'Erets sometimes means “land” as contrasted to sea or water. This use, for example, is in Exod. 20:11: “For in six days the Lord made heaven and earth, the sea, and all that in them is, and rested the seventh day.…” This more narrow meaning first appears in Gen. 1:10, where God called the dry ground “land.” Here “land” includes desert and arable land, valleys and mountains—everything that we know today as continents and islands.

'Erets refers to the physical “ground” under the feet of men and animals. Upon the “ground” creep all creeping things: “Let us make man in our image, after our likeness: and let them have dominion … over every creeping thing that creepeth upon the earth” (Gen. 1:26). Dust lies upon the 'erets (Exod. 8:16), and rain and dew fall on it (Gen. 2:5).

'Erets may be used geographically, i.e., to identify a territory: “And Haran died before his father Terah in the land of his nativity” (Gen. 11:28).

'Erets sometimes bears a political connotation and represents both a given political territory and the people who live there: “And there was no bread in all the land; for the famine was very sore, so that the land of Egypt and all the land of Canaan fainted by reason of the famine” (Gen. 47:13). Not only the “land” languished, but (and especially) the people suffered.

Next, in several passages this noun has both geographical and political overtones and identifies the possession or inheritance of a tribe. This emphasis is in Num. 32:1: “Now the children of Reuben and the children of Gad had a very great multitude of cattle: and when they saw the land of Jazer, and the land of Gilead, that, behold, the place was a place for cattle.…”

In a seldom used, but interesting, nuance 'erets represents the “underworld”: “But those that seek my soul, to destroy it, shall go into the lower parts of the earth” (Ps. 63:9). Sometimes even used by itself (absolutely) this noun represents the “underworld”: “I went down to the bottoms of the mountains; the earth with her bars was about me for ever …” (Jonah 2:6). The Akkadian cognates sometimes bear this same meaning. Other Old Testament passages where some scholars find this meaning are Exod. 15:12; Ps. 71:20; and Jer. 17:13.

King James Dictionary [3]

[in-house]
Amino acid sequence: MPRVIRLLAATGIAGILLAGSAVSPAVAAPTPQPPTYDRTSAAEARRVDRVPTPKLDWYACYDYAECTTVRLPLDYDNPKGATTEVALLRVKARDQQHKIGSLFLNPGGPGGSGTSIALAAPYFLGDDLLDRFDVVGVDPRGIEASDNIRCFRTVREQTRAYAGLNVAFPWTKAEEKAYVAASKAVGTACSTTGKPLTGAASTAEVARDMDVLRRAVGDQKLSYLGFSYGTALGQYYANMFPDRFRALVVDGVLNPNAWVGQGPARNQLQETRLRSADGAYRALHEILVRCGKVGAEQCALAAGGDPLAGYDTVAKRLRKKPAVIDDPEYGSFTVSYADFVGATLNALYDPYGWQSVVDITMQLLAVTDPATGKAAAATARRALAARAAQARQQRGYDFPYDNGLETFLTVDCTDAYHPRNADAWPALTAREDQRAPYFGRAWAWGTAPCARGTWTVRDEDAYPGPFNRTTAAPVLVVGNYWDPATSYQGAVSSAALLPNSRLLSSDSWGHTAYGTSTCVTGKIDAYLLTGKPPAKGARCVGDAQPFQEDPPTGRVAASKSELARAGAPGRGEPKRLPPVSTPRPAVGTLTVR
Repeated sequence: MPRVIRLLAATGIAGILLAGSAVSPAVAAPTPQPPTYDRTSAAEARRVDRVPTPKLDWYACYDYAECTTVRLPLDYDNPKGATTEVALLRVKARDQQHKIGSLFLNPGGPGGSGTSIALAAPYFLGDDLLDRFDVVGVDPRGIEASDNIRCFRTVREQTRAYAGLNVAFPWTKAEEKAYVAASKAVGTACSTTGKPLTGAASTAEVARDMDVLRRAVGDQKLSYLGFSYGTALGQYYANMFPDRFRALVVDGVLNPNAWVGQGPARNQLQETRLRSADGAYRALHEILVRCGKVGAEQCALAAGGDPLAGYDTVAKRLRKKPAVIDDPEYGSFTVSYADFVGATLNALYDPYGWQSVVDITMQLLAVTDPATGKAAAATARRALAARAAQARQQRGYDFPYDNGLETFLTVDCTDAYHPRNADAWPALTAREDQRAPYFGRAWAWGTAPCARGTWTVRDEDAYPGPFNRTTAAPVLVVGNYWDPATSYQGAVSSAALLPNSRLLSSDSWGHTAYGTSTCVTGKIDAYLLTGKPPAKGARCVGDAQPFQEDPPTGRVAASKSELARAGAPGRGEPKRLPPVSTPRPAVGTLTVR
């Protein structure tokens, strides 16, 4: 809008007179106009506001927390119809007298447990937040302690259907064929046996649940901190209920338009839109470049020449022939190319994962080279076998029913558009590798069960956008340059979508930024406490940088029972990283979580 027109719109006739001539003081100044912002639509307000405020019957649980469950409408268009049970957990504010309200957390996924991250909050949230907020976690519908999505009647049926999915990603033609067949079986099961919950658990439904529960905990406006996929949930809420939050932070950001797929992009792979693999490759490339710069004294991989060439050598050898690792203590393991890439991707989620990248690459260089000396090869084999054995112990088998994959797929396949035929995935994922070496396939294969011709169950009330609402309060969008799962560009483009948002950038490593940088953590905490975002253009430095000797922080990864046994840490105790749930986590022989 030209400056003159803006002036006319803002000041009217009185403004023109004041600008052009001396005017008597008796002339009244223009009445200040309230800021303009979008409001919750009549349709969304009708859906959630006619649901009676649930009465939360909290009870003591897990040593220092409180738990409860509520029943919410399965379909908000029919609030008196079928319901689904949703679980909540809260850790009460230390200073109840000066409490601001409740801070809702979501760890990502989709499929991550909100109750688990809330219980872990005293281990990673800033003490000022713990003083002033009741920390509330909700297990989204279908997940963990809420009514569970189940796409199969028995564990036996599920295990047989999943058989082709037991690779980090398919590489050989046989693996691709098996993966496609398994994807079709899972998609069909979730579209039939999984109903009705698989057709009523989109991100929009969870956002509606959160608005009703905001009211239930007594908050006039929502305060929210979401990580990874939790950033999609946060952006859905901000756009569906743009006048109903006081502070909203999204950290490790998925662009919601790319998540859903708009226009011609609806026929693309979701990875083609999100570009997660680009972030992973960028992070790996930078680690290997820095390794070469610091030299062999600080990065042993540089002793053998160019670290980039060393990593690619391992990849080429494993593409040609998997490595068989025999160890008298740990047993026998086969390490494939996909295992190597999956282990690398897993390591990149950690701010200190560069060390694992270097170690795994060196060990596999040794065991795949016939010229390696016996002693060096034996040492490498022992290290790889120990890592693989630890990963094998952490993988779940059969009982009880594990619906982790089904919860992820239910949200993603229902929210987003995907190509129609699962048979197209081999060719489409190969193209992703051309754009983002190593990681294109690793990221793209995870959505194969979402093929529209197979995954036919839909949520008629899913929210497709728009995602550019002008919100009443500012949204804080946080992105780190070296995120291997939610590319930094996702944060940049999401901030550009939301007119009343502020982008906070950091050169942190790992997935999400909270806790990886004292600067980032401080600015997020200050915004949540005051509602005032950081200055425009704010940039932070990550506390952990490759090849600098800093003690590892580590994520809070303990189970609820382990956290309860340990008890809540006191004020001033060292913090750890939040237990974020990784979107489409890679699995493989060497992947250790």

LAND, n.

1. Earth, or the solid matter which constitutes the fixed part of the surface of the globe, in distinction from the sea or other waters, which constitute the fluid or movable part. Hence we say, the globe is terraqueous, consisting of land and water. The seaman in a long voyage longs to see land. 2. Any portion of the solid, superficial part of the globe, whether a kingdom or country, or a particular region. The United States is denominated the land of freedom.

Go, view the land, even Jericho.  Joshua 2 .

3. Any small portion of the superficial part of the earth or ground. We speak of the quantity of land in a manor. Five hundred acres of land is a large farm. 4. Ground soil, or the superficial part of the earth in respect to its nature or quality as good land poor land moist or dry land. 5. Real Estate. A traitor forfeits all his lands and tenements. 6. The inhabitants of a country or region a nation or people.

These answers in the silent night received, the king himself divulged, the land believed.

7. The ground left unplowed between furrows, is by some of our farmers called a land.

To make the land,

To make land, In seaman's language, is to discover land from sea, as the ship approaches it.

To shut in the land, to lose sight of the land left, by the intervention of a point or promontory.

To set the land, to see by the compass how it bears from the ship.

LAND, n. Urine whence the old expression, land dam, to kill. Obs.

LAND, to set on shore to disembark to debark as, to land troops from a ship or boat to land goods.

LAND, To go on shore from a ship or boat to disembark.

Webster's Dictionary [4]

(1): ( n.) A special organ of plants, usually minute and globular, which often secretes some kind of resinous, gummy, or aromatic product.

(2): ( n.) An organ or part which resembles a secreting, or true, gland, as the ductless, lymphatic, pineal, and pituitary glands, the functions of which are very imperfectly known.

(3): ( n.) An organ for secreting something to be used in, or eliminated from, the body; as, the sebaceous glands of the skin; the salivary glands of the mouth.

(4): ( n.) Any very small prominence.

(5): ( n.) The movable part of a stuffing box by which the packing is compressed; - sometimes called a follower. See Illust. of Stuffing box, under Stuffing.

(6): ( n.) The crosspiece of a bayonet clutch.

International Standard Bible Encyclopedia [5]

((1) ארץ , 'erec  ; (2) אדמה , 'ădhāmāh  ; (3) שדה , sādheh , "a piece of land"; (4) γῆ , gḗ , "earth"; (5) ἀγρός , agrós , "field"; (6) χώρα , chṓra , "region"; (7) χωρίον , chōrı́on , diminutive of chōra  ; (8) ξηρός , xērós , "dry land"; (9) אזרח , 'ezrāḥ , "native" the King James Version "born in the land," "born among you," the Revised Version (British and American) "home-born" (  Leviticus 19:34;  Leviticus 14:16;  Numbers 15:30 ); "like a green tree in its native soil" ( Psalm 37:35 )): 'Erec occurs hundreds of times and is used in much the same way as 'ădhāmāh , which also occurs often: e.g. "land of Egypt," 'erec micrayim ( Genesis 13:10 ), and 'adhmath micrayim ( Genesis 47:20 ). The other words occur less often, and are used in the senses indicated above. See Country; Earth .

Cyclopedia of Biblical, Theological and Ecclesiastical Literature [6]

(represented by several Heb. and Gr. words: properly אֶרֶוֹ , E'Rets, usually rendered "Earth," Gr. Γῆ ; and אֲדָמָה , Adamnah', usually the "Ground;" sometimes שָׂדֶה , Sadeh', elsewhere a "Field," Gr. Ἀγρός ; also Χώρα , a Tract of land; etc.). This word in the Old Testament often denotes emphatically the country of the Israelites, at other times some particular country or district, as the land of Canaan, the land of Egypt, the land of Ashur, the land of Moab. In several places of our Authorized Version the phrase "all the earth" is used, when the more restricted phrase "the land," or "all the land," would be more proper. (See Agriculture); (See Farm); (See Landed Estate).